the happiness project

You know, I rarely respond to a work of writing or art and say “this is work of someone white and privileged and annoys me.” For example, the book Eat Pray Love annoyed a lot of people because most don’t have time or means to find themselves on the road in lots of countries, but I really enjoyed that book because that woman can write. Also, isn’t that what writers are supposed to do? Go off and have stupid adventures and summarize some good old-fashioned life lessons so I can read about it in my living room? I have no desire to go to Indonesia and get a swarm of mosquitoes on my arse while I try to meditate. I love my A/C and Skin-so-Soft (good bug repellant), thank you very much. Anyway, my point is, if a writer is white and of a privileged background, I don’t automatically dismiss them, but this book….ay caramba.

First of all, I read a lot of books about how to get happy. I happen to be very invested in the topic of happiness — for myself, for the population at large. The fact that there are so many books out there tells me that a lot of people are not that happy. The writer has an extraordinarily analytical mind and outlines a game plan for her to try and improve her happiness, but I don’t know, it was not a joyless thing to go along with her. It felt like a series of careful notes and processes on index cards. Not so hot. Plus her trump card of the book, the insurmountable obstacle with which she must battle with her newly found happiness-elicitation skills is that her sister is diagnosed with — wait for it — diabetes.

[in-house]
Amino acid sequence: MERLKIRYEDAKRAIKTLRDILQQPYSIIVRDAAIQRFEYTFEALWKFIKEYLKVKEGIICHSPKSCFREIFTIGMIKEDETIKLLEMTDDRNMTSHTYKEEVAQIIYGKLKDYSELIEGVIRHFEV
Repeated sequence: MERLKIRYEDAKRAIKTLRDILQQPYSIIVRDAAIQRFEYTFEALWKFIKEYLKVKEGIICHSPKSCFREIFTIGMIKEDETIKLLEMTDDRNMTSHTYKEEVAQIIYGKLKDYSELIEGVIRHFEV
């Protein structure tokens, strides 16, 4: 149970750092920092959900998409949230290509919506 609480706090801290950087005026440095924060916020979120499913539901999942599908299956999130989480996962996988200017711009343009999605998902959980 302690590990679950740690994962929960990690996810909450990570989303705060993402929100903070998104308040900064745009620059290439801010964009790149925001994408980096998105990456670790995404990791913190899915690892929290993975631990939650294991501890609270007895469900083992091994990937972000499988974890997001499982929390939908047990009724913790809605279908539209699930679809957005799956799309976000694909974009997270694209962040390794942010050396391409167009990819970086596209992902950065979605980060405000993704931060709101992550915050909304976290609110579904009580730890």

Really? It’s not even cancer, so if you’re presenting this as the pinnacle of suffering, sorry. I’m not onboard. You are extraordinarily fortunate.

Interestingly, she does mention her husband has Hepatisis C and you need a new liver in about 30 years, and since he’s had it since childhood and he’s in his mid-thirties — that kind of seems bad, but maybe she’s in denial. Maybe that’s what my issue is. It’s okay that she’s white and has had awesome breaks in life (um, she clerked for Sandra Day O’Connor until she realized she wanted to write for a living, so she’s got resources and she’s mega-smart), but I don’t think people realize what a book means. Writing a book means going very deeply into a subject matter, and if that subject matter is you and your happiness, then dude, get rid of your magazine-article-writing cap, and go DEEP.

Regardless, I always learn at least one neat factoid I had never heard of before, and in this case, the writer says that people feel connected to others when they are close to women. This is true for men and women.

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